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A number of little noticed and remarked upon developments over the last six weeks point to the opening of a new front in the Bush Administration’s war on terror. The new front is in Africa, and seems focused in the area between Djibouti and Tanzania. Ethiopia is emerging as the key strategic ally in this effort, and the chaotic zone around Mogadishu, not really controlled by any government, is a focal area of concern.
Today the Department of Defense announced the second transfer of a suspect seized in Africa to Guantánamo. According to the press release,
Abdullahi Sudi Arale is suspected of being a member of the Al Qaeda terrorist network in East Africa, serving as a courier between East Africa Al Qaeda (EAAQ) and Al Qaeda in Pakistan. Since his return from Pakistan to Somalia in September 2006, he has held a leadership role in the EAAQ-affiliated Somali Council of Islamic Courts (CIC).
Another detainee, Abdul Malik Mohammed, was picked up at a currency exchange store in Mombassa, Kenya in March 2007. He was transferred to Guantánamo in April. An American convert to Islam, Daniel Maldonado, was also seized in the region and transferred to custody somewhere in Texas. A significant number of Europeans appear also to have been seized and moved out of the area.
These detentions and transfers appear connected to a major operation established by the United States, involving Department of Defense, Department of State and CIA components, in the Horn of Africa. The shadowy operation has a focus on “filtration,” namely a large number – certainly thousands – of persons suspected of having a connection with a violent Islamic organization of whatever flavor are swept up and sent to filtration camps, usually run under the auspices of the Ethiopian Government. In fact, however, these camps are organized, paid for and operated by the U.S. Government, and the conditions there are abysmal. Detainees at the camps are subjected to interrogation over extended periods, and a decision is made either to return, release or transfer the detainees. Those selected as probable activists or sympathizers may be passed to a CIA blacksite.
While mainstream media has generally ignored these developments (the exception being an Associated Press report that went out when an FBI agent assigned to the project expressed his horror about what was going on), Tom Porteous has done a good survey on OpenDemocracy.
Against this background, the Pentagon has also announced the creation of a new African Command (AFRICOM) which is set to open for business in October in the Stuttgart suburb of Vaihingen – which is the site of the U.S. European Command. USEUCOM previously had responsibility for Africa. The Washington Post’s Walter Pincus describes a key aspect of the project:
The Combined Joint Task Force-Horn of Africa, set up in October 2002, maintains a semi-permanent presence of 1,500 U.S. military and civilian personnel at Camp Lemonier in Djibouti, from which it carries out counterterrorism and humanitarian operations. U.S. military advisers from there currently aid the African Union mission in Sudan. The Pentagon is carrying out information operations with military information support teams deployed to U.S. embassies on the continent.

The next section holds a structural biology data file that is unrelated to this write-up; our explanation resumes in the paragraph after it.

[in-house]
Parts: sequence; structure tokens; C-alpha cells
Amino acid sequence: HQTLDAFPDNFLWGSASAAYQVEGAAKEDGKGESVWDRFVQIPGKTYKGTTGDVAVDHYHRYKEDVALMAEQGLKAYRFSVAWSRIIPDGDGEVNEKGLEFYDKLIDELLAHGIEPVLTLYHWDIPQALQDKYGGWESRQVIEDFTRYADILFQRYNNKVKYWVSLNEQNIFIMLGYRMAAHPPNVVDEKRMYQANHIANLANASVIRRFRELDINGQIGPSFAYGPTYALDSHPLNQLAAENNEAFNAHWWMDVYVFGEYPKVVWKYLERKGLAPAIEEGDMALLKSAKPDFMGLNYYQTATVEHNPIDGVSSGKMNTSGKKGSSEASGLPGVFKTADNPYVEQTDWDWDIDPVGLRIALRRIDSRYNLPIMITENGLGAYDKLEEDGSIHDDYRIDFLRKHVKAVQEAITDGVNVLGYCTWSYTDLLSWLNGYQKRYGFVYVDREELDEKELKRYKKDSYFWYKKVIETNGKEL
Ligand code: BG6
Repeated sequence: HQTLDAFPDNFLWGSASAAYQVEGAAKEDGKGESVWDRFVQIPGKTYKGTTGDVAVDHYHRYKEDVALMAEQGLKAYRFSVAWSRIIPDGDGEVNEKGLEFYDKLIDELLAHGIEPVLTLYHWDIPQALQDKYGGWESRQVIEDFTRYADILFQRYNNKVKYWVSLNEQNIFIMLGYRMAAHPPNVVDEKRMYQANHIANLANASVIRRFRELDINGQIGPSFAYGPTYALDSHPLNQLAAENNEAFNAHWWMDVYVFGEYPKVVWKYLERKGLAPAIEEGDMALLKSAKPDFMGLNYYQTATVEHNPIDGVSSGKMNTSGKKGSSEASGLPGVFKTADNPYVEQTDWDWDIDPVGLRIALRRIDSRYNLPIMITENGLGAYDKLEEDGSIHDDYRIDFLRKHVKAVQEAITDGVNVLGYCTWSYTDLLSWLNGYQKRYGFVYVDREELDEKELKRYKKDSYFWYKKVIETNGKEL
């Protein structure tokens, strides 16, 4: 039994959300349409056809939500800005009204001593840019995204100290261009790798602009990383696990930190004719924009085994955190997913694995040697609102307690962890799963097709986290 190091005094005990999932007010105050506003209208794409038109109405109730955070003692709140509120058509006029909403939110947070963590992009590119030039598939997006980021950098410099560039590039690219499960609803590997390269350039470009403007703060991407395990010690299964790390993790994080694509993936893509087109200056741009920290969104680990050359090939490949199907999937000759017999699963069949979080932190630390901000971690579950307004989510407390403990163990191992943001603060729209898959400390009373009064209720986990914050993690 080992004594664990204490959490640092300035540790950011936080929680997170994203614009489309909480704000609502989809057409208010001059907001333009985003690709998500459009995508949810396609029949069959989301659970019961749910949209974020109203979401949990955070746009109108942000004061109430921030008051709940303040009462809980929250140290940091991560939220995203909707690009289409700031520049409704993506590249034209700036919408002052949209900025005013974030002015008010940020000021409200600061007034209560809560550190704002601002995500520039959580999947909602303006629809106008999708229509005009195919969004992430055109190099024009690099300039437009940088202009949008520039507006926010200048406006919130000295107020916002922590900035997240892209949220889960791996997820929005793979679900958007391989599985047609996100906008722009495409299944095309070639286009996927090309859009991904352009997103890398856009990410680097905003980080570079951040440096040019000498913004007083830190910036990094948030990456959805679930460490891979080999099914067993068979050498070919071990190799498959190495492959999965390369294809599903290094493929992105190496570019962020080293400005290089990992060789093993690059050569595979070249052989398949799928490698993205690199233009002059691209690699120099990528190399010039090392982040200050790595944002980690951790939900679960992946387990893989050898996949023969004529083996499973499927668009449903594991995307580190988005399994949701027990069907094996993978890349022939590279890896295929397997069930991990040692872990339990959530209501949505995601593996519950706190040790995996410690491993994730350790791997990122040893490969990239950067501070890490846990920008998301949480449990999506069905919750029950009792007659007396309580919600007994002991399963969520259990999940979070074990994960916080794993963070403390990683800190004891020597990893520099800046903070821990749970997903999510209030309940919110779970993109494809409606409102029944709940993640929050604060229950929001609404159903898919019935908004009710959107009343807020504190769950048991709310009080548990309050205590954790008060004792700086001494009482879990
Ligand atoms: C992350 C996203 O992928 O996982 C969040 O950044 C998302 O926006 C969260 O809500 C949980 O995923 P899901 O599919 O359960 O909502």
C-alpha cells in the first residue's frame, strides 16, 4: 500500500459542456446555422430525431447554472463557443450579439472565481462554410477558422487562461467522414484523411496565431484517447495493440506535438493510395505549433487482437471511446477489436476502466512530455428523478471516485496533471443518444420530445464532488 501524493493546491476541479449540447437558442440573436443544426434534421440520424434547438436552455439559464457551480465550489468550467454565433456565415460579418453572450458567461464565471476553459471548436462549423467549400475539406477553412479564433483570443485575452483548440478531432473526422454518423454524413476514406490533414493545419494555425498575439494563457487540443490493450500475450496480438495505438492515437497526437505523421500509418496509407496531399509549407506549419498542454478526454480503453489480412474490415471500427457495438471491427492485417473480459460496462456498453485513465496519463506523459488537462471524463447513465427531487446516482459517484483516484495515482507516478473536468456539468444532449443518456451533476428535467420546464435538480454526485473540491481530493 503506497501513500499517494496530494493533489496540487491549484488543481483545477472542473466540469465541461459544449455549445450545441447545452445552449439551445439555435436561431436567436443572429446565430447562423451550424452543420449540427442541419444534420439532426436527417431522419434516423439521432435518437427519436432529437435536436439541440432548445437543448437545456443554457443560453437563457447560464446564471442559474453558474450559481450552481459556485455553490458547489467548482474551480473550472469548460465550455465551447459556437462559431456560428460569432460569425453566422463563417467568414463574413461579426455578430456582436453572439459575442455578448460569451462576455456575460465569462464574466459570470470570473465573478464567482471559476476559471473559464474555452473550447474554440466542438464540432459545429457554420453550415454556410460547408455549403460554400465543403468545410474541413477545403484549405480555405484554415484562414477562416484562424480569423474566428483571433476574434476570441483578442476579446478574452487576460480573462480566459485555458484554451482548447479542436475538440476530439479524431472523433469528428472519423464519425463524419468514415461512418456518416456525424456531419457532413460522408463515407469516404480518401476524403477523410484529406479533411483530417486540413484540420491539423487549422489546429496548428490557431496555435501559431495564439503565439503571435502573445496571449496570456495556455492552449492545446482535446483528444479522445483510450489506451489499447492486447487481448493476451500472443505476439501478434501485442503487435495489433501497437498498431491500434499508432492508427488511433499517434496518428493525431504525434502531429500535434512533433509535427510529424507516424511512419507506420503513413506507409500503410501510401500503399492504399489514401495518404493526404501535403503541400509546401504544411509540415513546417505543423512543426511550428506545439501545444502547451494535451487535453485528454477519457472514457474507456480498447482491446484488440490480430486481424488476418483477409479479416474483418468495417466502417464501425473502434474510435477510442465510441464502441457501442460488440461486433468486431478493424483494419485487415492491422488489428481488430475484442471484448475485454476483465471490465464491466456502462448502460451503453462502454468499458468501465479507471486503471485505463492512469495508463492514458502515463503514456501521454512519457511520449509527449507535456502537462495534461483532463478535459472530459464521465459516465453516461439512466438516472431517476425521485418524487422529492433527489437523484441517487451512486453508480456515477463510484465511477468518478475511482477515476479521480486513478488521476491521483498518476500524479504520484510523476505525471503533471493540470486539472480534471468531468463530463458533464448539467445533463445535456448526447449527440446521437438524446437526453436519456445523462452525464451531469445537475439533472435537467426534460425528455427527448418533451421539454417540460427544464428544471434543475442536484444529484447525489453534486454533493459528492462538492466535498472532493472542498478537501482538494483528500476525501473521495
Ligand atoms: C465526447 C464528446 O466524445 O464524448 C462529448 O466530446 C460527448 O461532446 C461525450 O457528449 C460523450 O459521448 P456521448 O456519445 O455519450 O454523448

These operations require Congressional oversight and better public attention as well. From what has been reported so far, they appear to be geared to repeat the key mistakes that were made in both Afghanistan and Iraq. That would be a very inauspicious start for a new military command.
More from Scott Horton:
Conversation — August 5, 2016, 12:08 pm
Sidney Blumenthal on the origins of the Republican Party, the fallout from Clinton’s emails, and his new biography of Abraham Lincoln
Conversation — March 30, 2016, 3:44 pm
Joseph Hickman discusses his new book, The Burn Pits, which tells the story of thousands of U.S. soldiers who, after returning from Iraq and Afghanistan, have developed rare cancers and respiratory diseases.
Years ago, I lived in Montana, a land of purple sunsets, clear streams, and snowflakes the size of silver dollars drifting through the cold air. There were no speed limits and you could legally drive drunk. My small apartment in Missoula had little privacy. In order to write, I rented an off-season fishing cabin on Rock Creek, a one-room place with a bed and a bureau. I lacked the budget for a desk. My idea was to remove a sliding door from a closet in my apartment and place it over a couple of hastily cobbled-together sawhorses.
Amount by which a typical good-looking U.S. worker will out-earn a typical ugly one over a lifetime:
A Japanese inventor unveiled a new invisibility cloak that uses a material made of thousands of tiny beads called “retro-reflectum.”
A couple at a Cracker Barrel restaurant in Greenville, South Carolina, left their waitress a note telling her “the woman’s place is in the home,” in lieu of a tip.
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"She never thanked me, never looked at me—melted away into the miserable night, in the strangest manner I ever saw. I have seen many strange things, but not one that has left a deeper impression on my memory than the dull impassive way in which that worn-out heap of misery took that piece of money, and was lost."